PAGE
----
This groundbreaking study presented a representative sample of 712 Americans with the Fiscal Year 1999 federal discretionary budget and gave them the opportunity to reallocate it. The most dramatic change was that, on average, respondents cut defense 24%, which would represent a cut of more than $70 billion. The areas that saw the greatest increases in dollar terms were educational programs -- federal support to education (up 45%) and job training (up 128%) -- and medical research (up 147%). In percentage terms, the budget line that received the greatest increase was the United Nations and UN Peacekeeping, which was increased 218%.

Steven Kull, director of the Center on Policy Attitudes (COPA), commented, "What is striking is that when other polls have simply asked about the current level defense spending, the public is relatively sanguine. But when respondents see how much of the budget goes to defense as compared to other spending, they call for deep cuts. In the focus groups we conducted, people expressed great surprise at the amount devoted to defense."

When poll respondents were asked how they wanted to distribute the budget surplus, on average they assigned 71% of the surplus to shoring up Social Security and Medicare and paying down the national debt. Just 18% went to tax relief and just 11% went to new spending on discretionary programs. "What is interesting here," according to Kull, "is that the public is so often assumed to be preoccupied with the short-term gratifications of tax cuts and spending increases, but when given the chance, they opt for spending most of the surplus on the long-term considerations of Social Security, Medicare and the national debt."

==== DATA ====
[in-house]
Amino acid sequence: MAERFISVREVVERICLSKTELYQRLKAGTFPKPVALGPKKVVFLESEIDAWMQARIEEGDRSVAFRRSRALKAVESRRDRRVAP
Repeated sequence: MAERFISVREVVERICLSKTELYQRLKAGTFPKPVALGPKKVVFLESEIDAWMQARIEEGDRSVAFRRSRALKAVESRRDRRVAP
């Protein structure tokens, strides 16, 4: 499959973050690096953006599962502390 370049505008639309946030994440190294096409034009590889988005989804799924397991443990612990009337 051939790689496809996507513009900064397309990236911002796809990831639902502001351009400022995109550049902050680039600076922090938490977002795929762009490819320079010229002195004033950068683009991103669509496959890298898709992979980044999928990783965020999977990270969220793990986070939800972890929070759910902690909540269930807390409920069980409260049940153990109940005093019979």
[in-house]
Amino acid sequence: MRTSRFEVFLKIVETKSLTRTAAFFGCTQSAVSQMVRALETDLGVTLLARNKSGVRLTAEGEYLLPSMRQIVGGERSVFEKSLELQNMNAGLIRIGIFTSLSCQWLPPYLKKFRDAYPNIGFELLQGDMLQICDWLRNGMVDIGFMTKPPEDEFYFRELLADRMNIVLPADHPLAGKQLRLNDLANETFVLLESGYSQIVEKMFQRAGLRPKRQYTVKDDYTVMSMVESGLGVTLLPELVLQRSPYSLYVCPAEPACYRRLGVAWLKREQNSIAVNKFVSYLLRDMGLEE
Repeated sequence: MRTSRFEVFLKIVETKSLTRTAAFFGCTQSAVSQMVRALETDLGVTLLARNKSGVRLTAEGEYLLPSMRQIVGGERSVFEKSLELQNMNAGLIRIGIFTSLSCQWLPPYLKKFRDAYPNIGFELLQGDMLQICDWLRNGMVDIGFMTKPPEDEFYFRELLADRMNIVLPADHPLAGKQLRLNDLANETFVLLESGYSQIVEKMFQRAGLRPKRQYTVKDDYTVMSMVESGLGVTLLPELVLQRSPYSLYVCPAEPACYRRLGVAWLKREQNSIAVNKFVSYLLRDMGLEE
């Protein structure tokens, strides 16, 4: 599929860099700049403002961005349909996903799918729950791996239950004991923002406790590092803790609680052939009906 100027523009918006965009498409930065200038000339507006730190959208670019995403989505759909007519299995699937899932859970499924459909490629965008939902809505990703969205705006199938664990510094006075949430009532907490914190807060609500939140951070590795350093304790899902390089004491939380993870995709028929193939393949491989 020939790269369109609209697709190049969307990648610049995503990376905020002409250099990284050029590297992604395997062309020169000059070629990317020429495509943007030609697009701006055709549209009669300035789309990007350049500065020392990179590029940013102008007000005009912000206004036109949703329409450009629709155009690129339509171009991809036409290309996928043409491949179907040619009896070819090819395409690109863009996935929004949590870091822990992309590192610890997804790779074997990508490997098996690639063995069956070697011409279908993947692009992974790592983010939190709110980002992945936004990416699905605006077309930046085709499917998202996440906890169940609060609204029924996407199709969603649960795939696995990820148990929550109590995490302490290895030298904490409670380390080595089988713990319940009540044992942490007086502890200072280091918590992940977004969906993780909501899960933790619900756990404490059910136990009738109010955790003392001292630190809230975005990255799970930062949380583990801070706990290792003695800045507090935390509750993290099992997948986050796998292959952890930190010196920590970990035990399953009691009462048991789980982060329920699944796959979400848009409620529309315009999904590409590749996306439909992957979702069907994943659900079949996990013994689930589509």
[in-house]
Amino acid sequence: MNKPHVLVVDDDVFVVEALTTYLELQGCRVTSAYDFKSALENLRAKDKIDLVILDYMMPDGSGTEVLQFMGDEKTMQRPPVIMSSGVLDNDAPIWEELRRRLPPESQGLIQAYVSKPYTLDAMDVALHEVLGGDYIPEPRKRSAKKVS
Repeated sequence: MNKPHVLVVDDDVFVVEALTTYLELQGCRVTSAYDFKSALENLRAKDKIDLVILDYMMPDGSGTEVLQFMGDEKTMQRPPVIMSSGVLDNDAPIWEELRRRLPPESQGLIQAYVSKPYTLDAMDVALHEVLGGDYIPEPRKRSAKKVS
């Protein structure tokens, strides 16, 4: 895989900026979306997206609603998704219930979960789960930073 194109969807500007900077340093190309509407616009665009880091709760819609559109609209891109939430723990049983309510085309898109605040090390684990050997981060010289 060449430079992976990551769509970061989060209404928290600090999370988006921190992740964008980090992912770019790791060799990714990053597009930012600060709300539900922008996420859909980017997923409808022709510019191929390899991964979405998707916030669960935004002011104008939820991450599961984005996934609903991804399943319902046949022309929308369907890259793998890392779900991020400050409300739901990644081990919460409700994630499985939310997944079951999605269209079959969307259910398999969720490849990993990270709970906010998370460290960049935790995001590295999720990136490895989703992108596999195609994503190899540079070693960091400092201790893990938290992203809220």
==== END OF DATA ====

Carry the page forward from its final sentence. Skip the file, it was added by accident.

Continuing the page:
When posed options for distributing the Social Security surplus, approximately half opted to put it into retirement accounts, even after being told that this would move up the date that the government would need to begin repaying the Social Security Trust Fund.

The study, a joint effort of the Center on Policy Attitudes and the California-based research company Knowledge Networks, used an innovative Internet-based methodology. Because such a process requires considering a significant amount of information simultaneously the standard telephone interview method was less than ideal. Using the Internet, though, it becomes possible to give respondents a substantial amount of information that they can peruse and make decisions about at their own pace.

Many Internet polls are questionable because they do not have truly representative samples, as they are limited to the universe of people who are already online. However Knowledge Networks has created a truly representative sample: it has recruited a panel of more than 60,000 people across the United States using a random digit dialing process and supplied all panelists with WebTV, which they use to retrieve and respond to surveys. It is widely recognized that this process ensures each household in the US has an equal chance of being asked to participate, and also means that the pool of panelists contains households that do not already have Internet access.

Find more on the poll's methodology and further analysis at